Private Building Sewers

Sewer Backup? Call us FIRST at: (513) 352-4900

What is a private building sewer?

A building sewer is an underground sewer pipe that connects the plumbing in your home to the public sewer system. It’s also called a house tap, lateral line, or building sewer lateral.

If you own a building, then you also own the building sewer.*

Building sewers extend from the building to the point of connection with the public sewer. The property owner owns the entire pipe, even the parts of the pipe that lie under the publicly owned sidewalk and street.


Who is responsible for fixing building sewer problems?

The answer depends on where the problem is.

Problems that can occur with building sewers include:

  • Clogs or blockages.
  • Broken or collapsed pipe.

Property Owner Responsibilities

As a property owner, you are responsible for keeping the entire length of your building sewer clear of clogs and blockages. If your building sewer becomes clogged or blocked (e.g., tree roots, diapers, grease), you are responsible for clearing out the pipe. MSD cannot perform cleaning of the inside of your building sewer pipe.

You are also responsible for repairing any broken or collapsed portion of the building sewer that is located on your property. MSD cannot fix a broken building sewer pipe on your property.

MSD Responsibilities

MSD is responsible for fixing broken or collapsed private building sewers if the broken section is located within the public right-of-way (e.g., beneath the sidewalk or street).

If you experience a sewer backup and aren't sure whether it's caused by your private building sewer or the public sewer, please call us at 513-352-4900.  A check of the public sewer will tell us whether the problem was caused by the public sewer or your private building sewer pipe.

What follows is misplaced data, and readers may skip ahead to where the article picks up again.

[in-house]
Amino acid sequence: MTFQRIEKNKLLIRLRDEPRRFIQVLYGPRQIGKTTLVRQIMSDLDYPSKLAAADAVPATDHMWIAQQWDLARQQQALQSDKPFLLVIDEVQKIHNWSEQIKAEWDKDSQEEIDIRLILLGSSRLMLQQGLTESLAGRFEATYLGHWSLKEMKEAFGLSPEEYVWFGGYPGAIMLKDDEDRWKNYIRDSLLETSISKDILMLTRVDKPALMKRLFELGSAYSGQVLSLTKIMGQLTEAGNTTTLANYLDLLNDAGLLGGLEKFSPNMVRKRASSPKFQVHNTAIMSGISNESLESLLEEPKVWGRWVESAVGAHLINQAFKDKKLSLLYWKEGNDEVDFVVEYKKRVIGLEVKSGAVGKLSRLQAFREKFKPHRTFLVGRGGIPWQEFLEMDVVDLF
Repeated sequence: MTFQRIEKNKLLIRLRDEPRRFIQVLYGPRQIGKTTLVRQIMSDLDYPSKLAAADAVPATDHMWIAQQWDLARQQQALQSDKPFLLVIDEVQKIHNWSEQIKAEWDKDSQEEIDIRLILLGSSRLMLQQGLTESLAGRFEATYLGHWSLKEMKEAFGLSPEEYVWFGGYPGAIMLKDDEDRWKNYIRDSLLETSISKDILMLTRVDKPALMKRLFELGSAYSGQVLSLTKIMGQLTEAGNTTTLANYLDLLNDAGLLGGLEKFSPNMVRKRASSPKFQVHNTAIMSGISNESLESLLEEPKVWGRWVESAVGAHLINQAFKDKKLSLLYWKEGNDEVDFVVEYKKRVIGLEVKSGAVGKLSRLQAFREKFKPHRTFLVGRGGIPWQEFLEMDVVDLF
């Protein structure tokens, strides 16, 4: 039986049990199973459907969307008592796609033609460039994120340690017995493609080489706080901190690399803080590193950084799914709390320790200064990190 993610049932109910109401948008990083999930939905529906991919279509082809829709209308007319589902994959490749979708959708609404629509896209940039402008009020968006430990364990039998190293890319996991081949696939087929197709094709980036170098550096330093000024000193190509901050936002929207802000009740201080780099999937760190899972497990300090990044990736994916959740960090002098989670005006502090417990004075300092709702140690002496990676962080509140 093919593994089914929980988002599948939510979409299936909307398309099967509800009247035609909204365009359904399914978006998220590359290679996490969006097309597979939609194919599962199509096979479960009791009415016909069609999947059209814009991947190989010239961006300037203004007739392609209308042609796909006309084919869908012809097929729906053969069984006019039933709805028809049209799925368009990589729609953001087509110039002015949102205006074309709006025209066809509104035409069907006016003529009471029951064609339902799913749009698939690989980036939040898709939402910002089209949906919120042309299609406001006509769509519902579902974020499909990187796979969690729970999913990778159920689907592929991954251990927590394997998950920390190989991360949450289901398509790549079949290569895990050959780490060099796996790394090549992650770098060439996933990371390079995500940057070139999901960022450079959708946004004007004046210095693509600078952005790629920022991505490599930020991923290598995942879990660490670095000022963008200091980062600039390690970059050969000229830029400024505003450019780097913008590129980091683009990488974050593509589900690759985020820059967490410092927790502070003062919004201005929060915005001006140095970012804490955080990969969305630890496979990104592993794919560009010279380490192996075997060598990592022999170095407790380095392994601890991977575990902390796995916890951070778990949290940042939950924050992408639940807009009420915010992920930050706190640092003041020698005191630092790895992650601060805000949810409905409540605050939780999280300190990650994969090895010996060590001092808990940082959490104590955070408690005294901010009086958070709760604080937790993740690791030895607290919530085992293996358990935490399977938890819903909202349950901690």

*This information applies to owners of buildings connected to the public sewer.  If your building has a septic tank or on-site sewage disposal system, please contact a plumber or your local board of health for information on requirements for your system.

For more information, please see the graphic below or visit our Resources page.

Building_Sewer_Responsibility_graphic_small.jpg (988.19 kb)


What is the process for clearing a clogged building sewer on my property?

Clearing a blocked lateral line often requires rodding. This process is performed by a professional plumber and involves threading a flexible metal rod or cable with a cutting tool attached to the end of it into your sewer line.

Rodding generally can cut through blockages. Depending on what’s on the end of the rod when it’s removed, the plumber may be able to tell what’s causing the blockage.


What is the process for repairing a broken building sewer on my property?

If your building sewer pipe is collapsed or broken, it is usually necessary for you to dig down to the pipe and install new pipe to replace at least a portion of the old pipe.  

Sometimes it is possible to reinforce a deteriorating building sewer by applying a liner to the inside of the pipe.  Your plumber can recommend the best way to repair or rehabilitate your building sewer.


Helpful Tips for Hiring a Plumber

Here are some suggestions for finding and hiring a plumbing professional.

  • Contact the SBU Program

    Report a sewer backup

    Call (513) 352-4900 24/7
    Submit an online report

    Note: Please report your sewer backup within 24 hours of discovery to be potentially eligible for reimbursement of damages.

    Cleaning Services

    Call (513) 244-5100
    Learn more...

    Filing a SBU Claim

    Download the SBU claim form
    Learn more...
    Call (513) 244-5100 for help with your claim

    MSD Prevention Program

    Call (513) 352-4288
    Learn more...

    Videos (Customer Education)

    Learn more...

    Resources & Reports

    Learn more...

    SBU Ombudsman with the Legal Aid Society of Greater Cincinnati

    Call (513) 362-2801

SBU Site Search:

MSD Home    Customer Service    City of Cincinnati    Hamilton County    Project Groundwork

Understanding Sewer Backups

How to Prevent a Sewer Backup